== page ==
Directions: Read the passage carefully and answer the questions given below.
As NASA works toward its long-term goal of establishing a human settlement on Mars, SpaceX is fleshing out its plans to help NASA make that dream a reality.
The private spaceflight company, which regularly launches cargo to the International Space Station with the Falcon 9 rocket and will soon launch astronauts up there, is currently building an interplanetary spacecraft for Mars. Known as Starship, the rocket-spacecraft combo will be able to launch 100 passengers and large amounts of cargo to and from the Red Planet.
Before Starship can launch to Mars, it will start off launching commercial satellites as early as 2021, followed by a manned flight around the moon in 2023. Although SpaceX has not given a timeline for its first missions to Mars, SpaceX founder Elon Musk has said that the first Mars base could be up and running in 2028. And while Musk shared some eye-catching artist illustrations depicting what he called "Mars Base Alpha" as an intricate network of buildings and infrastructure, SpaceX's plans for the Red Planet are not quite that extensive.
"SpaceX very much is a transportation company," Paul Wooster, the principal Mars development engineer at SpaceX, said during a speech at the Humans to Mars Summit in Washington in May. He explained that SpaceX plans to build whatever infrastructure is necessary to support the company's Starship flights to and from Mars; that could include landing pads and refueling stations for the reusable rockets.
For its very first Mars missions, SpaceX will land at least two unmanned cargo ships on the Red Planet before sending any humans there, Wooster said. Those cargo missions would bring supplies, such as life- support systems and power generators that the first astronauts on Mars will need when they set up camp.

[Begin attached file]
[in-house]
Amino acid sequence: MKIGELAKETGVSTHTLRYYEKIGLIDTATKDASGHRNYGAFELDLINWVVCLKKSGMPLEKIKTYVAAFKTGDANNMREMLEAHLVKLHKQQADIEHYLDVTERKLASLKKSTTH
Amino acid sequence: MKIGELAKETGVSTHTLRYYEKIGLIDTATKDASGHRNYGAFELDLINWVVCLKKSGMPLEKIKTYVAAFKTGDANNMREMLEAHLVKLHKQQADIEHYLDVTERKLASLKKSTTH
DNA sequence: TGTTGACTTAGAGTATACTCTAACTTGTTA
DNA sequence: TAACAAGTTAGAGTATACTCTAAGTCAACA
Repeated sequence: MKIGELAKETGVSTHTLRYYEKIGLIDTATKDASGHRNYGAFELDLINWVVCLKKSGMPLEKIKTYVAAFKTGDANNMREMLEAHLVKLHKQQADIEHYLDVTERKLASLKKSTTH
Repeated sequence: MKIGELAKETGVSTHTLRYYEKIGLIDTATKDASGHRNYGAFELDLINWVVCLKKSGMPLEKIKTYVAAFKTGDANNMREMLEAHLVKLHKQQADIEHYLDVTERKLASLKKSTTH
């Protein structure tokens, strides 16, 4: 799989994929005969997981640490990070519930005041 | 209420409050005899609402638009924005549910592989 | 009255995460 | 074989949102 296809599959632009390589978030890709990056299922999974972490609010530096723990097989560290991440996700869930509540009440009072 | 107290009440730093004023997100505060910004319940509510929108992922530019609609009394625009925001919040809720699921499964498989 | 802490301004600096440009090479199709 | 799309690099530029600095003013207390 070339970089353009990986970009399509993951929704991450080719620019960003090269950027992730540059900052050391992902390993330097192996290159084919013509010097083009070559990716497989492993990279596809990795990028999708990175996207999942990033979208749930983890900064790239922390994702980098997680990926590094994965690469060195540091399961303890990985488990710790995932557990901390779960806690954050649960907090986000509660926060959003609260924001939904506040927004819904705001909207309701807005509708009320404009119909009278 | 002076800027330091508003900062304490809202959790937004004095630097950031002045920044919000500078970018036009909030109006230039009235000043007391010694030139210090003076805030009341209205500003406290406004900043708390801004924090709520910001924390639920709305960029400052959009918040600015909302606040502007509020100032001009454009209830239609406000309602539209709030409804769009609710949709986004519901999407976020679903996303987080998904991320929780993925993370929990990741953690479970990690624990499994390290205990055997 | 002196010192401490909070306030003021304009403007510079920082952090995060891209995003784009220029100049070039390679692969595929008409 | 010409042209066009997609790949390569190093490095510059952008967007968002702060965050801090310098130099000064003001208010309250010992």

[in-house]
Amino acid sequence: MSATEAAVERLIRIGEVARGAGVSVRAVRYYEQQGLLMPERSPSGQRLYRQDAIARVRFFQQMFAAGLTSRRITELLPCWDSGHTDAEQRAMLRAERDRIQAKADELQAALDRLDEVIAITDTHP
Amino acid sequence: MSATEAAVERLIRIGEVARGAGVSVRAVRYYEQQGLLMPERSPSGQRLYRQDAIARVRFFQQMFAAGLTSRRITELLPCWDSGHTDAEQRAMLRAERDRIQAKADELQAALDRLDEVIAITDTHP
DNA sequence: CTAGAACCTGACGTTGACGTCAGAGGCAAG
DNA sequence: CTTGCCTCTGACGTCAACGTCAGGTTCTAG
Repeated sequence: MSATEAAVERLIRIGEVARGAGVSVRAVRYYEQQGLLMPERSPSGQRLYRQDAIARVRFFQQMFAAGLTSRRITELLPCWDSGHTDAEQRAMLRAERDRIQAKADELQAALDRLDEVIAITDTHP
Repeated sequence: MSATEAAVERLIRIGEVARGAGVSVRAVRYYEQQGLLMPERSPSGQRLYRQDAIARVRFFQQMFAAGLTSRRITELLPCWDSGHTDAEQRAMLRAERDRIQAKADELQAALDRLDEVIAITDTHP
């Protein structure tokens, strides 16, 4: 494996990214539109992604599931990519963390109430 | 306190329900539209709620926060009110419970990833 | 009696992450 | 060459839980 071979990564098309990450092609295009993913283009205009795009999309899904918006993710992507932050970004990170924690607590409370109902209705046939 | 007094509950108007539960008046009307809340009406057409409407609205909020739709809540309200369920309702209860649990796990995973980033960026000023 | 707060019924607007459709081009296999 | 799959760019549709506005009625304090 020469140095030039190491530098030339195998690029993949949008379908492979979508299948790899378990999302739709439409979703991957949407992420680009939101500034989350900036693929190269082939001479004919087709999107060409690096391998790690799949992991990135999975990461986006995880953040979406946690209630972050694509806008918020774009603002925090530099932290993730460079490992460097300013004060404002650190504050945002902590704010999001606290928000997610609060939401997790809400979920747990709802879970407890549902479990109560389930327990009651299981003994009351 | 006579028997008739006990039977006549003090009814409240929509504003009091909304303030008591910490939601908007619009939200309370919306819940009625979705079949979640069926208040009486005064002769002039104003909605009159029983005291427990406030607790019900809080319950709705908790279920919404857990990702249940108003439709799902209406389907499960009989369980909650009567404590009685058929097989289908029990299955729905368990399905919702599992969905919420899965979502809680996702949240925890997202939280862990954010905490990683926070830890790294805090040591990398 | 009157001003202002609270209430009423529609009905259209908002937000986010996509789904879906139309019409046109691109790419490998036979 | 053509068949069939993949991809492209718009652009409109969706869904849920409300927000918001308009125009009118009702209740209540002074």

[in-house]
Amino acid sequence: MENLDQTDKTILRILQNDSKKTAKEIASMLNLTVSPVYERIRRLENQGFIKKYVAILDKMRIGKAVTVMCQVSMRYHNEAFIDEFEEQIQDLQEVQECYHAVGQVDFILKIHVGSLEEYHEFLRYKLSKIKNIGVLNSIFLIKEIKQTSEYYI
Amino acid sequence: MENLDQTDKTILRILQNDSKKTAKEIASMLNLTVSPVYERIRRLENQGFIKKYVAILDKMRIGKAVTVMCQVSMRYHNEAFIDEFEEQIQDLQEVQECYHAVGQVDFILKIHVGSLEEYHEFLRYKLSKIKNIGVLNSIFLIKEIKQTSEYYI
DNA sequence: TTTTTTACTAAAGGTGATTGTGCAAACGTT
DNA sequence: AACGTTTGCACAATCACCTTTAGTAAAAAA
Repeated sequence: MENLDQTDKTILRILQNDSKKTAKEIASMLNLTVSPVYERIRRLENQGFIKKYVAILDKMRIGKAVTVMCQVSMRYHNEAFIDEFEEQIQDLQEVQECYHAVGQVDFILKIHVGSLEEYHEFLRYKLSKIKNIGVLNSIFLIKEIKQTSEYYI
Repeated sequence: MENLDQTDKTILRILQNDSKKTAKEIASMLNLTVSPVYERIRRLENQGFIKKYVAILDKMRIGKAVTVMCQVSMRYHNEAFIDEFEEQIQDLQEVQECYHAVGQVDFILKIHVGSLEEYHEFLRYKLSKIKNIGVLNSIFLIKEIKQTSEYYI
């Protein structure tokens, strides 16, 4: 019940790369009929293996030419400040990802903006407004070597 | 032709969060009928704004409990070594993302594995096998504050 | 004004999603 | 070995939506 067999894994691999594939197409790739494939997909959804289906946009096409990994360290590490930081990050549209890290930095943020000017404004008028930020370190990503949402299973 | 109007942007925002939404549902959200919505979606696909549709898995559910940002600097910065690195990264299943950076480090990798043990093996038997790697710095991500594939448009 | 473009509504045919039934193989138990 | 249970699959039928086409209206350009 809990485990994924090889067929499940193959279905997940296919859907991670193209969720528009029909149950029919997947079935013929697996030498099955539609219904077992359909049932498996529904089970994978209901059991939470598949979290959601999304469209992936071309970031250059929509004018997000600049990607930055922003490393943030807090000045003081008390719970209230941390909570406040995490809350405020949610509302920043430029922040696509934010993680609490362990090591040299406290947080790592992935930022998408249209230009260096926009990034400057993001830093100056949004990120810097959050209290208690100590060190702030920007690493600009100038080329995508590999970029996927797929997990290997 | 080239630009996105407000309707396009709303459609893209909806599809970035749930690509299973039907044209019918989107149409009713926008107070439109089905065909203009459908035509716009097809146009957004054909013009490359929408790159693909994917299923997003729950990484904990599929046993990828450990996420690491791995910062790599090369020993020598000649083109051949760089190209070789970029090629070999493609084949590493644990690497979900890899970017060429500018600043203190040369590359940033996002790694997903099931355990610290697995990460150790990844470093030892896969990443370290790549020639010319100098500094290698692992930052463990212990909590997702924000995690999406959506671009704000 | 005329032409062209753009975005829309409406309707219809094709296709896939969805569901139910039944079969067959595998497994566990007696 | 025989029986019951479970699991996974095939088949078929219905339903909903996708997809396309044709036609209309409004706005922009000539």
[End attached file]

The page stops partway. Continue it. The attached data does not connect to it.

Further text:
The first unmanned Mars missions will also be tasked with confirming the presence of natural resources that can provide fuel for future two-way missions to the Red Planet, Wooster said. SpaceX wants to use water ice from the planet's surface and carbon dioxide from the Martian atmosphere to refuel Starships on Mars, enabling the rockets to return to Earth.
After those first two cargo missions, SpaceX will launch two manned missions alongside two additional cargo-only flights to begin setting up a propellant production plant. At that plant, water and carbon dioxide will be converted into liquid methane and liquid oxygen, which fuel the rocket's engines.
So, while SpaceX intends to set up a transportation system for humans and cargo traveling to the Red Planet, the company won't be building an entire Mars base on its own. Musk has laid out his vision to create a million-person colony on Mars, but to establish that colony SpaceX will have to work together with NASA and the agency's international partners and other commercial space companies. Several companies have already begun designing concepts for Mars habitats and have proposed orbital outposts similar to NASA's Lunar Gateway, which could serve as a waypoint for Starship and reduce the amount of fuel needed for return trips to Earth.
As per the passage, which rocket is used by SpaceX to send cargo to the International Space Station?
I. Falcon 9
II. Falcon Heavy